Thanks to microbeaming speaker drivers and brilliant DSP processing, the Fidelio B1 really does sound bigger than it looks – at least when it comes to TV and movies.
Wide, dynamic soundstage
Powerful slimline subwoofer
Better for movies than music
Doesn’t support 4K HDCP 2.2
No wireless multiroom support
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According to Philips there’s a growing demand for smaller soundbars, as everything from consoles to media players fight for space beneath the average TV.
But can the £450 (around $570, AU$760) B1 defy the laws of physics and produce crowd-pleasing sound from something not much larger than a burrito?
In short: it certainly can. Philips, under the auspices of Gibson Innovations, has done a remarkable job of compacting the average soundbar.
The B1 measures just 41cm (or about 16.14 inches) meaning it wouldn’t look out of place beneath a modest 30-/40-inch screen and, speaking in the most general of terms, build quality and design are great, reflecting the upper mid-range pricing.
The main body of the soundbar is protected by a rolled aluminium grille, while the end panels are black fabric. A quartet of shiny on-body controls (power, input and volume) do as they’re told, while connections are recessed to the rear.
Speaking of inputs, there's an HDMI-In plus an HDMI ARC output. You can also hook up via a 3.5mm minijack, USB or optical digital input. It’s worth noting that the HDMIs on the B1 do not support 4K HDCP 2.2, just in case you had hopes of routing your set-top box through to a UHD TV. Wireless connectivity comes via Bluetooth aptX with NFC pairing.
The system ships with an appropriately compact remote control (so expect to lose it behind the cushions), which covers input selection plus volume and bass/treble adjustment.
Now, this compact design might make you a little skeptical when unboxing the B1, but sonic performance warrants at least one thumb up. There’s more than enough volume here to fill the average small room, and the front soundstage is surprisingly wide. The secret to this success is a brace of microbeaming speaker drivers.
Four drivers (two at the sides and two centered) are arranged in a cross-firing configuration, to create a wide sweet spot. There’s a pair of additional soft dome tweeters in the top of the unit, each used with an 18-hole waveguide that effectively produces a virtual speaker array to heighten the soundstage.
Each driver has its own amplifier module, which Philips totals at 120W. (Philips, by the way, quotes a total output power of 320W for the system, but we’d take this with a pinch of salt.)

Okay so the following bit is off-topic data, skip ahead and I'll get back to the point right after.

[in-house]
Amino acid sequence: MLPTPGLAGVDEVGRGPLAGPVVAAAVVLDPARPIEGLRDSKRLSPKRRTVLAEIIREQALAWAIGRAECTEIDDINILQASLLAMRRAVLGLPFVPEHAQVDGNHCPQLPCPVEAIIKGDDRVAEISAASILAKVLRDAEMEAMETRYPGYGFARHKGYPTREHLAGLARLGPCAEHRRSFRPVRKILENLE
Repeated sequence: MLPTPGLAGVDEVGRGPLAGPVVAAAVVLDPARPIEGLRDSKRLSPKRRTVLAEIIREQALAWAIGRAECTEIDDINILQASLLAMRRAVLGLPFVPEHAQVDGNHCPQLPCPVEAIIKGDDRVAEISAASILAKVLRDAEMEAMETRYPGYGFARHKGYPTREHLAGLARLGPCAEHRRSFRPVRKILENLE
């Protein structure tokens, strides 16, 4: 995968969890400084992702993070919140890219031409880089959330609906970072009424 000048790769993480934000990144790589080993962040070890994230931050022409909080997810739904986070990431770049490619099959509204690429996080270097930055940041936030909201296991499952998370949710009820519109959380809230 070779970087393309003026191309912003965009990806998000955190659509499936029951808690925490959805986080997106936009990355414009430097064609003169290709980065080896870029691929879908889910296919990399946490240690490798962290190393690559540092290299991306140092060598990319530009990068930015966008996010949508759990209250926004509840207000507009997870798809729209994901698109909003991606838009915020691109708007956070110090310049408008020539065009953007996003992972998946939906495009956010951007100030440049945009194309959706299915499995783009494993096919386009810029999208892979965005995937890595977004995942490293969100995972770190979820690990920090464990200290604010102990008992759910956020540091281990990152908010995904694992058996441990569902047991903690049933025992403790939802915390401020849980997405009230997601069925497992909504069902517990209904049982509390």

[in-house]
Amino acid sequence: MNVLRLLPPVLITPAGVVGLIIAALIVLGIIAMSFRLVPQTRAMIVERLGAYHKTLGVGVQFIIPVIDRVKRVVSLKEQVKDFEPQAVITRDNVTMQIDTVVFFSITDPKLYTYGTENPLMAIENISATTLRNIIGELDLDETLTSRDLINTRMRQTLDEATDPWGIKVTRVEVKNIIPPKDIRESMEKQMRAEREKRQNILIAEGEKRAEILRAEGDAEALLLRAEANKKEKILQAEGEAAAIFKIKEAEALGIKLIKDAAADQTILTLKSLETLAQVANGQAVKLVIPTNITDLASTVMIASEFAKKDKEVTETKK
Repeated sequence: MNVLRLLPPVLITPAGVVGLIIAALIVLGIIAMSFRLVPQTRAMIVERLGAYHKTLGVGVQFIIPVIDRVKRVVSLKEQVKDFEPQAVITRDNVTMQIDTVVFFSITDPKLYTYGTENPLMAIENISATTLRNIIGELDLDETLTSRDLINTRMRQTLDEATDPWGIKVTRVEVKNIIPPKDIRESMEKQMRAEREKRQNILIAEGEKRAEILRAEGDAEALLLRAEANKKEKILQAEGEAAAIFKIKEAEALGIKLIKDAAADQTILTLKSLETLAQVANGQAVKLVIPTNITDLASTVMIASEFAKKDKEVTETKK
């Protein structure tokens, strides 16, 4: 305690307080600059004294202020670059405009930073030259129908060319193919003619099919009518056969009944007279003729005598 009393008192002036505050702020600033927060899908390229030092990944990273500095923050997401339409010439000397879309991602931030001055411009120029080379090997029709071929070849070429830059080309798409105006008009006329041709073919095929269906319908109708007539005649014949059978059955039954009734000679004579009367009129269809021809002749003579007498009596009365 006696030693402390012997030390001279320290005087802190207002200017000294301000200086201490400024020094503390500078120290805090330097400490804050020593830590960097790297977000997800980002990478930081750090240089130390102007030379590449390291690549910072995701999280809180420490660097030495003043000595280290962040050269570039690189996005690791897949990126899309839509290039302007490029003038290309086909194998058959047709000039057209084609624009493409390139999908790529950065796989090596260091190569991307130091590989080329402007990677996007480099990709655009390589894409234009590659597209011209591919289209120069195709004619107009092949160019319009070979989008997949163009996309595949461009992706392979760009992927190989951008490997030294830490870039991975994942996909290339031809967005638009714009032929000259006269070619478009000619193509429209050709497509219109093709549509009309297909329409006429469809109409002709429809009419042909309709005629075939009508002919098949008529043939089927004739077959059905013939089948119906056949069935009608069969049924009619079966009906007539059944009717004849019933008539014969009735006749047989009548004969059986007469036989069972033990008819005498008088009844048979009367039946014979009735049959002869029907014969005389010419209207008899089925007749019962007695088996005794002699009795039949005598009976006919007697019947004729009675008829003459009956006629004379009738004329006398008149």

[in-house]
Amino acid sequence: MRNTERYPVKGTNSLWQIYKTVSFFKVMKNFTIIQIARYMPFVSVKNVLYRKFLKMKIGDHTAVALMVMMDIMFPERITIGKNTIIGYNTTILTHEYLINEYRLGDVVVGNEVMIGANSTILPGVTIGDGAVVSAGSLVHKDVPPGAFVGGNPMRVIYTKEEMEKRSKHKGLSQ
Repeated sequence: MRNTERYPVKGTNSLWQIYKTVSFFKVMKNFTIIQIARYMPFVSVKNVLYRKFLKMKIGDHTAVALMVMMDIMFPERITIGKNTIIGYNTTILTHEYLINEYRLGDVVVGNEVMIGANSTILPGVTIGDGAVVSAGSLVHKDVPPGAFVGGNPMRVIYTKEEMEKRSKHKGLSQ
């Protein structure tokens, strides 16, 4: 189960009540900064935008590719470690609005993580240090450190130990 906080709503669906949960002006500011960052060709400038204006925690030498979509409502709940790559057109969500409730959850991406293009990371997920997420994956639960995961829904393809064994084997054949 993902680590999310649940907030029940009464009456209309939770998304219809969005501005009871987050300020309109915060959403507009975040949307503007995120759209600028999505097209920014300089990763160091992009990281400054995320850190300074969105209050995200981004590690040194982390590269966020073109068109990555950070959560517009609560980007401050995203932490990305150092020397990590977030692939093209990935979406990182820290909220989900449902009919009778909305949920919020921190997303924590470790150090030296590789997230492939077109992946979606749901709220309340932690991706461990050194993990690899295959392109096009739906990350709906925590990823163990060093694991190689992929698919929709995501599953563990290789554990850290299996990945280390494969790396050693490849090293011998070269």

The partnering wireless subwoofer is a front-ported enclosure made from everyday MDF. It has reassuring weight, and comes with a helpful plastic stand which makes it easy to position vertically. With a depth of just 86mm (or 3.3 inches), you’ll also be able to slide it horizontally beneath the sofa.
A frequency sweep confirms that the soundbar expends most of its energy at 200Hz and above, leaving the sub to fill in below. Consequently, the bass is quite directional, and it becomes somewhat divorced and a little bit unruly if the sub is placed too far from the soundbar.
Vocal presentation benefits from a clean mid-range, and the sub moves a fair amount of air. Indeed, with action-orientated TV shows the surplus of grunty low-bass can become a bit overbearing; by dialling it back a tad the balance quickly becomes rather more agreeable. Duly balanced, Mad Max Fury Road is delivered with all the ferocity you'd rightly expect.
The B1 ostensibly handles a 5.1 bitstream, but at no point were we under the illusion that we were listening to any kind of faux multichannel. Soundbar, sure, but home cinema this is not. That said, the B1 also makes for an entertaining gaming sound system – Battlefield 1 sounds suitably chaotic and visceral.
Of course, the modern soundbar needs to do more than add slam to movies and games. Increasingly it's the prime loudspeaker in a living room, and how it handles music is paramount, whether that music streamed over Bluetooth or played direct from a connected source.
Here, some of the limitations of the B1’s design become more apparent. With two-channel music, that sub localisation can become hard to ignore. A dedicated Music mode helps, as this smoothes out the presentation, removing the mid-range lift which serves movie dialogue so well; the result is a more enjoyable listen.
Steve has been writing about AV and home cinema since the dawn of time, or more accurately, since the glory days of VHS and Betamax. He has strong opinions on the latest TV technology, Hi-Fi and Blu-ray/media players, and likes nothing better than to crank up his ludicrously powerful home theatre system to binge-watch TV shows.
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